Now all that seems a bit crazy to me because if you look on the Bank of England’s website it will tell you that they are “wholly-owned by the UK government”.  The Bank was nationalised in 1946, which meant that it was now owned by the Government rather than by private stockholders.  So the government borrows money by issuing bonds, which it then buys itself.  So where does that money come from to buy its own bonds?

However, not all of the above is quite true, because 3% of the bank’s shares are owned by private investors.  Just as when the bank was originally set up, the identities of these shareholders is a closely guarded secret.  In fact, when, in 2009, a request was made to HM Treasury, under the Freedom of Information Act, asking for the details about the 3% Bank of England stock owned by unnamed shareholders, the response was that their identity was something the Bank was not at liberty to disclose. In a letter of reply dated 15 October 2009, HM Treasury explained that. “Some of the 3% Treasury stock which was used to compensate former owners of Bank stock has not been redeemed. However, interest is paid out twice a year…”  But whoever that 3% are, will they be taking that percentage of the interest payments on the £875 billion, or £26250000000?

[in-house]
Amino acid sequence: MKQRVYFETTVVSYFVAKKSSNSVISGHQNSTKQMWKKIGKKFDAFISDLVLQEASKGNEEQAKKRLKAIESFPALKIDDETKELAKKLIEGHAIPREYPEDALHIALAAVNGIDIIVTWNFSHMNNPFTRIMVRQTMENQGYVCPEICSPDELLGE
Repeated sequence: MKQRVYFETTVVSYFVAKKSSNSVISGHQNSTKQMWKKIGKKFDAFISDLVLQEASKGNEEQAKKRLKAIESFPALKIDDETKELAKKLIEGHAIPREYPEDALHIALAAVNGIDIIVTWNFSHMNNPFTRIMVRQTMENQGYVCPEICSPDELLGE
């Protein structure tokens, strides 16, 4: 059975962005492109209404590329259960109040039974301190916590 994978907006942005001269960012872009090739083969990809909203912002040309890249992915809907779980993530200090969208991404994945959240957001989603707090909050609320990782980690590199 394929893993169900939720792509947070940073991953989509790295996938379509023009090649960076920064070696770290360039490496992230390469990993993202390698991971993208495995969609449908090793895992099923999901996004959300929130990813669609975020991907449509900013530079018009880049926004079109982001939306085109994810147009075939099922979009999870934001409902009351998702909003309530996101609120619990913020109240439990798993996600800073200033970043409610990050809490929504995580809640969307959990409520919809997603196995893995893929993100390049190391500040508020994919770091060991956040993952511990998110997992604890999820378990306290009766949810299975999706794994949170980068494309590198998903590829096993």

These sort of figures boggle the mind!  So, I tried to find out more online.  It turns out that most “national banks”, although they may give themselves names that sound like government departments, like “The First Bank of the United States”, are privately owned.  Even the “nationalised” Bank of England is not wholly owned by the government.  The history of these powerful institutions, who have the power to issue money, is complex.  What is certain is that some people must have made silly amounts of money out of it.